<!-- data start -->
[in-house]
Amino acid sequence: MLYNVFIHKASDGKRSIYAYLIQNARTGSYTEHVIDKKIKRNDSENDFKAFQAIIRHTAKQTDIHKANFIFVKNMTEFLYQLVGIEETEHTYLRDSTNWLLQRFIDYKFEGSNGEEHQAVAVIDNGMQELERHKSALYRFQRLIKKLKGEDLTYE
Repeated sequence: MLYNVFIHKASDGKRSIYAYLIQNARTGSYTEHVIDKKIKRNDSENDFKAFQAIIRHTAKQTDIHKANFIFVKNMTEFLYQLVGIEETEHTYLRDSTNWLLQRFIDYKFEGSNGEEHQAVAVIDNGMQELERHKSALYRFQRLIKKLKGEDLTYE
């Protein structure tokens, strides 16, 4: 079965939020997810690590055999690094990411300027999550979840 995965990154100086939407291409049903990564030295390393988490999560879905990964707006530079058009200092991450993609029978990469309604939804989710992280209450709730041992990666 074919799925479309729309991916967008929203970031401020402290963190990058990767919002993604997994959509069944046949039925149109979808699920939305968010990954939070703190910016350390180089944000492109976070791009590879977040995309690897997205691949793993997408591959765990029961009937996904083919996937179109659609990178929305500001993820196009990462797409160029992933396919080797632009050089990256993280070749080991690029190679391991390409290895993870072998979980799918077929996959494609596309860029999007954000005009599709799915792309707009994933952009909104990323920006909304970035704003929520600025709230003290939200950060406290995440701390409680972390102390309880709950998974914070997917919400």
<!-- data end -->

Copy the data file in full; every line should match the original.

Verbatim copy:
[in-house]
Amino acid sequence: MLYNVFIHKASDGKRSIYAYLIQNARTGSYTEHVIDKKIKRNDSENDFKAFQAIIRHTAKQTDIHKANFIFVKNMTEFLYQLVGIEETEHTYLRDSTNWLLQRFIDYKFEGSNGEEHQAVAVIDNGMQELERHKSALYRFQRLIKKLKGEDLTYE
Repeated sequence: MLYNVFIHKASDGKRSIYAYLIQNARTGSYTEHVIDKKIKRNDSENDFKAFQAIIRHTAKQTDIHKANFIFVKNMTEFLYQLVGIEETEHTYLRDSTNWLLQRFIDYKFEGSNGEEHQAVAVIDNGMQELERHKSALYRFQRLIKKLKGEDLTYE
């Protein structure tokens, strides 16, 4: 079965939020997810690590055999690094990411300027999550979840 995965990154100086939407291409049903990564030295390393988490999560879905990964707006530079058009200092991450993609029978990469309604939804989710992280209450709730041992990666 074919799925479309729309991916967008929203970031401020402290963190990058990767919002993604997994959509069944046949039925149109979808699920939305968010990954939070703190910016350390180089944000492109976070791009590879977040995309690897997205691949793993997408591959765990029961009937996904083919996937179109659609990178929305500001993820196009990462797409160029992933396919080797632009050089990256993280070749080991690029190679391991390409290895993870072998979980799918077929996959494609596309860029999007954000005009599709799915792309707009994933952009909104990323920006909304970035704003929520600025709230003290939200950060406290995440701390409680972390102390309880709950998974914070997917919400």